According to McKinsey’s recent growth estimates for the economy, annual sales in consumer goods could more than triple to $1.4 trillion by 2030 from the current $388 billion. That likely explains the expansion projects by multi-national companies such as  Unilever Plc, Nestle Plc and Shoprite Holdings. The South Africa headquartered grocery store Shoprite, for instance, has  announced plans to build dozens of new retail outlets across Nigeria.

Ado Bayero Mall opened in the northern city of Kano a few months ago. In the South, Effurrun Mall in Delta State and Onitsha Mall in Anambra will open to the public later this year.

PayPal recently launched in Nigeria. In its first week of operation, consumers were reported to have purchased items from Britain, China and the United States via its online platform. As e-commerce thrives in Africa’s biggest economy, global companies will need to set up stores closer to their customers base to facilitate improved service delivery.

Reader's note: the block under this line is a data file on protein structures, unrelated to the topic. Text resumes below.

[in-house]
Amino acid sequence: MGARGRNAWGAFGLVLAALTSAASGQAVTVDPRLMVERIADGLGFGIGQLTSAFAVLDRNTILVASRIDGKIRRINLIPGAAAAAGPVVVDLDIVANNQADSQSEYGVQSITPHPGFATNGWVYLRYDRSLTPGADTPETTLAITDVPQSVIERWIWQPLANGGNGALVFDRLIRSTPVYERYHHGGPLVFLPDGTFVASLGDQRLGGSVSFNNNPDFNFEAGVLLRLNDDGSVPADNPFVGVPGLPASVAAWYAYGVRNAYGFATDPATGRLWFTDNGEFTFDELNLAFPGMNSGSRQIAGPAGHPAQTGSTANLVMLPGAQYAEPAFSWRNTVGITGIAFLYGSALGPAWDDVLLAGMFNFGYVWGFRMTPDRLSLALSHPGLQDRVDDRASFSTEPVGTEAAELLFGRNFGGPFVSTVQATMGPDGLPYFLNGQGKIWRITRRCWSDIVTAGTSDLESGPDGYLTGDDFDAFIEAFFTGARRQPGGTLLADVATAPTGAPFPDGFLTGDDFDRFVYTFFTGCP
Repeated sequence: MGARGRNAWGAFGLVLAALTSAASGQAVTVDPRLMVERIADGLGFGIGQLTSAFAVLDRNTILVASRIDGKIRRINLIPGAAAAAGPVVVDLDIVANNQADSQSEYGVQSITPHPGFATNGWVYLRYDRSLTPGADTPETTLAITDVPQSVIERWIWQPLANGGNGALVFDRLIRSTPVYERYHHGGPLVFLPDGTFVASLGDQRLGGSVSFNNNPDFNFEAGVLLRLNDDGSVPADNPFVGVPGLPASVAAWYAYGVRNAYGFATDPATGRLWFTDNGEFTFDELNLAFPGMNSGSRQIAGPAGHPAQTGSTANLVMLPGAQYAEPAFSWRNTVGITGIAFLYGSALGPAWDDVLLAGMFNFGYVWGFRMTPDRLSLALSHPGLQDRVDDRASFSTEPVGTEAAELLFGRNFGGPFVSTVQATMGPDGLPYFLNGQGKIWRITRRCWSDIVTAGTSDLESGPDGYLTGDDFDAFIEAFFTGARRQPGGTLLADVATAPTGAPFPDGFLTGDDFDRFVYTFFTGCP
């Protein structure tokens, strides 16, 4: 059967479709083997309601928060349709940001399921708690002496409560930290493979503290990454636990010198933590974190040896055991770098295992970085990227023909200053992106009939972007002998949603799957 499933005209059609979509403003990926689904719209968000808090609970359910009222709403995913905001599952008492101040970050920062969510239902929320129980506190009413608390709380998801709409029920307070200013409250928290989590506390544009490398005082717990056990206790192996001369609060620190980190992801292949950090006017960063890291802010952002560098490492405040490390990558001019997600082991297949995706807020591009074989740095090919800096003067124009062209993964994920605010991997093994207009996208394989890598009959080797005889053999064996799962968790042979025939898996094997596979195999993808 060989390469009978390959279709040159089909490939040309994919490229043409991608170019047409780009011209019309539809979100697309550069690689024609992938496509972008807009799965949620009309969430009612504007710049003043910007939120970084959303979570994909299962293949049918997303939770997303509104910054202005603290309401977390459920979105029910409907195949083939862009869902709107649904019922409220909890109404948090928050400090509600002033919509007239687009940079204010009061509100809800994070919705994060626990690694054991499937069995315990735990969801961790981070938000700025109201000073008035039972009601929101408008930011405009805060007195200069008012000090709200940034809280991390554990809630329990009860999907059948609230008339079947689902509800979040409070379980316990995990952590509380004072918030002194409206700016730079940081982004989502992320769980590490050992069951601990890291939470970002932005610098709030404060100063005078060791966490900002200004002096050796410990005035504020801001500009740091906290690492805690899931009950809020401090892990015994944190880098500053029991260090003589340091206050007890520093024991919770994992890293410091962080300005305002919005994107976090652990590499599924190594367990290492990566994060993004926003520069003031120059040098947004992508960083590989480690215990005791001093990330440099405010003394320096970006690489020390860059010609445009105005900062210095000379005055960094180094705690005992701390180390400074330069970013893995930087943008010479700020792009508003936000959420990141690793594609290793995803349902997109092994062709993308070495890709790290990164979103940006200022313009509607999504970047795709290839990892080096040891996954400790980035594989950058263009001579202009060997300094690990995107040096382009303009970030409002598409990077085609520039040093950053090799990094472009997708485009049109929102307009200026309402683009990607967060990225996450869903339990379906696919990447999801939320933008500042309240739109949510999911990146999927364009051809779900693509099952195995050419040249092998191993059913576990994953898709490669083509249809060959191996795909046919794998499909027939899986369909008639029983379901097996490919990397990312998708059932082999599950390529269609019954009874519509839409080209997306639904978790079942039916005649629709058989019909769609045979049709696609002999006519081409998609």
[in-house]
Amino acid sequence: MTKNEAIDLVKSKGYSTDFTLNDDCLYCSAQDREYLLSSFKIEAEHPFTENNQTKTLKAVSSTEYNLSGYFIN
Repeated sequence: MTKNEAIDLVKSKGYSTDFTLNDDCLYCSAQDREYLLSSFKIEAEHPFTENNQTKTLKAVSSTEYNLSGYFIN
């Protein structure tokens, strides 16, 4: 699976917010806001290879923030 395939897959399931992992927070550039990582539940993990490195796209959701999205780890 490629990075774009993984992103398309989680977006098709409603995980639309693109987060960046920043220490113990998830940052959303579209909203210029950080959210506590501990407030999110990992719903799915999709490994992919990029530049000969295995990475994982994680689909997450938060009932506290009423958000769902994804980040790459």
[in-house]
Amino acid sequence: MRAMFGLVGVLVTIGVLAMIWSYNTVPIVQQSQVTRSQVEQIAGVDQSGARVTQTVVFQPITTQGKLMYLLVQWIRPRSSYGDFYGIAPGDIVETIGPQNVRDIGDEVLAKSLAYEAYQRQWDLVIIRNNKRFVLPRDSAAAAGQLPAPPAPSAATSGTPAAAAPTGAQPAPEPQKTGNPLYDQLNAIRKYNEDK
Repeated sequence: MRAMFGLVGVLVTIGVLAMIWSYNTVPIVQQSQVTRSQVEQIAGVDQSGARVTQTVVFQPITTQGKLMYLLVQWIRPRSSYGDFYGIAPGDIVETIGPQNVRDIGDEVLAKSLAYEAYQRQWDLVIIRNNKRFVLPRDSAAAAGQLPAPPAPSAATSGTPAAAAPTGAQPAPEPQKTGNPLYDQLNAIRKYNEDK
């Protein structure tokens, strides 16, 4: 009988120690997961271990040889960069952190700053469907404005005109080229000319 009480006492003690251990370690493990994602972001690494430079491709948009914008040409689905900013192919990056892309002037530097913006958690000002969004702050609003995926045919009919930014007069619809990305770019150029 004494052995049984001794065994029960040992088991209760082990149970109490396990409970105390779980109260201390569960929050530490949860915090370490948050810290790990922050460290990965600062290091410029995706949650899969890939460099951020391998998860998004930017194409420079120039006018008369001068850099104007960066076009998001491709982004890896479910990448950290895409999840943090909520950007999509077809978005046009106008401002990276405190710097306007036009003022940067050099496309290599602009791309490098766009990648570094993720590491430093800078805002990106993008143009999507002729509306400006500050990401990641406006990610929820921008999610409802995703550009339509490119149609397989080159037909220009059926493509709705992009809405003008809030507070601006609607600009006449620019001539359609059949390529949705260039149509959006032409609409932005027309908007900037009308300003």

1. Lekki Free Zone
    The Lekki Free Trade Zone LFZ was launched in 2004 to harness the investment and tourism potential of Lagos. The emphasis is on manufacturing, real estate and tourism, said Chi Changgui, commercial controller of the Lekki Free Zone Development Company. It’s a mixed-use development.

The LFZ, according Changgui, has received diversified investment interest from Africa, China and Europe. Apart from well-known projects such as the USD 9bn refinery Dangote Group, Changgui said that a Nigerian garment factory and a food processing company from Ukraine, are slated for the trade area. He adds that some companies have started preliminary site work.